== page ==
The day Freda Faith Sullivan (Faye) was born, February 25, 1939, it was cold enough to snow in the small North Carolina town known colloquially as “Valley of the Lilies.” Cold, wintery days brought her joyful memories of every Christmastime spent in the warm embrace of family. It is a blessing that the last holiday season she’ll take into eternity was filled with the happiness, love, and laughter of her family. Mrs. Sullivan passed away peacefully in her sleep on February 11, 2020, in Provo, Utah. She was 80. Her family created a memorial to celebrate her life: gatheringus.com/memorial/faith-sullivan/2488
Memorial services will be held Friday, February 21, 2020, with a visitation from 9:45-10:45 a.m., followed by the funeral at 11 a.m,. at Anderson & Sons Mortuary, Lone Peak Chapel, 6141 W 11000 N, Highland, Utah. Interment to be at Highland City Cemetery.
She is survived by her husband, Paul Sullivan, and her seven children, Paula Sullivan Kavmark, Richard Sullivan, Patti Sullivan Radovich, Mark Sullivan, Dan Sullivan, Velina Sullivan Price, and Stephanie Sullivan Mackin. She leaves a legacy of 28 grandchildren and 16 great-grandchildren.
Mrs. Sullivan loved the outdoors, and growing up she enjoyed family camping trips. She also had a life-long love of reading and a vivid imagination. “I’m never bored,” she would say. “I have my mind to entertain me.” She fantasized about being Roy Rogers, King of the Cowboys, and she pretended to be a doctor, delivering the babies of garden snakes, which she said drew her into the medical profession.
She joined the high school pep squad to cheer on the basketball and football teams. After high school, she joined the Navy intent on marrying an admiral. She was practicing to become a nurse when she met her future husband recovering from an illness. He waited several days after meeting her before proposing.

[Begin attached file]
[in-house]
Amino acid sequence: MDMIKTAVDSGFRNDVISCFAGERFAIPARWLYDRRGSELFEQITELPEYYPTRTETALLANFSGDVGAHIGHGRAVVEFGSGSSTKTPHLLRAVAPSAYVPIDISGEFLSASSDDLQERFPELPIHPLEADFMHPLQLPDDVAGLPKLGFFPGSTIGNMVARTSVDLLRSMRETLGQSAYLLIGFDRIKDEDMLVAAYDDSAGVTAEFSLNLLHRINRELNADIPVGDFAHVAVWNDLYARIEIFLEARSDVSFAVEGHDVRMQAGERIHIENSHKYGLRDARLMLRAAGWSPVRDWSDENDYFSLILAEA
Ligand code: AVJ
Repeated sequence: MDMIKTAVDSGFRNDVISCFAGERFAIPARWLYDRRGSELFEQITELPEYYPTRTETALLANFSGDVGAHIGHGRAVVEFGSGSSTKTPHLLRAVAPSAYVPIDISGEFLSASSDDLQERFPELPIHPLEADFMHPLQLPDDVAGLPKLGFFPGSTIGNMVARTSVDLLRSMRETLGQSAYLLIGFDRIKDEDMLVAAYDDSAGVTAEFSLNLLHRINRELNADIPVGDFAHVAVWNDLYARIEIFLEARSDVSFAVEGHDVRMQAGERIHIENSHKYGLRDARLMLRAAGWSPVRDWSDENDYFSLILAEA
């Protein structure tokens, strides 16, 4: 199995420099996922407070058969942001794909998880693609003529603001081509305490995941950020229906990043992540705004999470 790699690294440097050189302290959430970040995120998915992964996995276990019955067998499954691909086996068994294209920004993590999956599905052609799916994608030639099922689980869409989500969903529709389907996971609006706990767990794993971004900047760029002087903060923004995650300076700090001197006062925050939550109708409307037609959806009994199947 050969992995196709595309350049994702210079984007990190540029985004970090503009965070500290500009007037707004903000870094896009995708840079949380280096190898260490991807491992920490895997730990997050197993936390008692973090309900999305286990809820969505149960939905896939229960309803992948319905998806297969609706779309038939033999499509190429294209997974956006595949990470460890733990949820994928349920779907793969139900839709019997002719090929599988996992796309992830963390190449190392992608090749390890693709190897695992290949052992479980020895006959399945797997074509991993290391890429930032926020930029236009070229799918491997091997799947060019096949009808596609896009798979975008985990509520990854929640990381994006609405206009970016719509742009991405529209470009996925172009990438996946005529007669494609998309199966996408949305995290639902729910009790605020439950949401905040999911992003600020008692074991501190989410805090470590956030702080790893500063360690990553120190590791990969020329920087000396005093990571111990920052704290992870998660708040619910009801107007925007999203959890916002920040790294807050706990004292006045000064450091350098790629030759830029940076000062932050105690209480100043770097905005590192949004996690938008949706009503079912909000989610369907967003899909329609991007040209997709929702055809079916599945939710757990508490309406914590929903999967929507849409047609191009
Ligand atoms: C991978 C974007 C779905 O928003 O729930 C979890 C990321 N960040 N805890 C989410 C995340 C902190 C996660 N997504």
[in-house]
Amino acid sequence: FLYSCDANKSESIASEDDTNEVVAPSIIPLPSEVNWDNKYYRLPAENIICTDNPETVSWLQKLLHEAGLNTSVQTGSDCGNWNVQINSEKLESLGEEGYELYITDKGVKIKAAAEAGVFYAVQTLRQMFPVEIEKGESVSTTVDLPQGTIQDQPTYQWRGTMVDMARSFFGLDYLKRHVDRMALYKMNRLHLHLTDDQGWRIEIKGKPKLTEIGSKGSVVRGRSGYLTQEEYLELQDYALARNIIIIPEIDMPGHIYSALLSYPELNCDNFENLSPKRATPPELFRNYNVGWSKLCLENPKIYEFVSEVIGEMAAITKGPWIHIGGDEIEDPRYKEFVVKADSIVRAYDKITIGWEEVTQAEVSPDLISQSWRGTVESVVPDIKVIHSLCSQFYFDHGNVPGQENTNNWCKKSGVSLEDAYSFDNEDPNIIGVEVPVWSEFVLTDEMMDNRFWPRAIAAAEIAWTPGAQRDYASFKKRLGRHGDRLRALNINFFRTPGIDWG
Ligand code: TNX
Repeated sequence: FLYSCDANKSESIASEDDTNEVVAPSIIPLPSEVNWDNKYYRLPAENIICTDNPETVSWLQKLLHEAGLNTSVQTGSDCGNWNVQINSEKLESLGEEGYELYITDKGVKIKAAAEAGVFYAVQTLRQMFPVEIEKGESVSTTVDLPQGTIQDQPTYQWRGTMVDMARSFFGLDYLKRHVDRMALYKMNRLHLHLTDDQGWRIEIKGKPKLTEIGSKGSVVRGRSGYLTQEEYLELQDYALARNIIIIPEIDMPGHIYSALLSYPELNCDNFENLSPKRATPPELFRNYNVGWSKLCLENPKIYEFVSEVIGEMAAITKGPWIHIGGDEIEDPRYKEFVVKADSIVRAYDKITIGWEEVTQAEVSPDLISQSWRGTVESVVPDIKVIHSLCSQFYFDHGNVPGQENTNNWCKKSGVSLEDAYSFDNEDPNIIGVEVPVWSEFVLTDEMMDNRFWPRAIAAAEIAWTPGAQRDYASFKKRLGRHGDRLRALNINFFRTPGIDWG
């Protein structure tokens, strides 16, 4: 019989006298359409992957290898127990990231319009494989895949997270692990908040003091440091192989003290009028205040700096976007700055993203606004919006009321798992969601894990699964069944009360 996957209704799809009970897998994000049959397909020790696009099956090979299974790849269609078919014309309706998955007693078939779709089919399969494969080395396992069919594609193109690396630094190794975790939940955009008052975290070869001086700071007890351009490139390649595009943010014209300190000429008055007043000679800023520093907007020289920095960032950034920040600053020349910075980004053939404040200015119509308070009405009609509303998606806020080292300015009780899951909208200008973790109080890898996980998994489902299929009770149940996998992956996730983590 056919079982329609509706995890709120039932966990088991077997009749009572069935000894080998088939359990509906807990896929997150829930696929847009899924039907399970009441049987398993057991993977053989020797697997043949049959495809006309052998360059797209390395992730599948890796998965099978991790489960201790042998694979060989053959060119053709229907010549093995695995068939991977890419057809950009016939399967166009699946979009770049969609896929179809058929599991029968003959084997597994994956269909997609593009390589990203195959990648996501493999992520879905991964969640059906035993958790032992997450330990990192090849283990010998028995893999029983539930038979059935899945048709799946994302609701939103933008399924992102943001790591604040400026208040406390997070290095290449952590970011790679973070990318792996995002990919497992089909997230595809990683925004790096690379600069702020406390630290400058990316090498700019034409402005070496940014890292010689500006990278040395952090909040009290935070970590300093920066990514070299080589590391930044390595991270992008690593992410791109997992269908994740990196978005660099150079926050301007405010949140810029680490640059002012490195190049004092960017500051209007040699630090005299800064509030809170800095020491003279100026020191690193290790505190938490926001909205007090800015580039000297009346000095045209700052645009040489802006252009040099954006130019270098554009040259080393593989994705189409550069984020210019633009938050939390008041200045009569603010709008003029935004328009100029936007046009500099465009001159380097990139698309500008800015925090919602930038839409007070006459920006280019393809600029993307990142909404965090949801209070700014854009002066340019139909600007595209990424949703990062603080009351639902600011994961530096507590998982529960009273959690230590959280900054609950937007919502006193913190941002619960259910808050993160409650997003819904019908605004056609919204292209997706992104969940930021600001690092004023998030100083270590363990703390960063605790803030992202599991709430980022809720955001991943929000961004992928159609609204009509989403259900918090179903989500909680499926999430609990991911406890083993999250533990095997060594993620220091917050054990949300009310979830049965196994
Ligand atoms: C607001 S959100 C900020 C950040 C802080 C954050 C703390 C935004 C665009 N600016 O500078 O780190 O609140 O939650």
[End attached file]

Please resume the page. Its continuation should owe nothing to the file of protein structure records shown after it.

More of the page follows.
They were married on June 7, 1958, in a quiet ceremony at Rocky Mount, North Carolina. She would go on to raise seven children with everything in her, because they were everything to her.
Her unshakable conviction that all people were children of God inspired her to boundless generosity. Her caring nature brought greater purpose and commitment to her work as a nurse.
She was an outspoken advocate for the causes that meant so much to her, especially for the protection of precious children.
Her life was filled with various creative endeavors, from cooking, decorating, and floral arranging to painting, filmmaking, and theater, some of these becoming entrepreneurial ventures.
She was fun loving and laughed easily, even at her own foibles. She embodied a rare combination of fierce independence and a steadfast devotion to those she loved. She was a tireless protector, a constant champion, a faithful friend.
She didn’t know her middle name was Faith until she was 16. From then on, that’s what she wanted to be called. Those who knew her best will tell you she lived up to her name. She was a woman of simple faith. She loved God and believed in the teachings of Jesus Christ.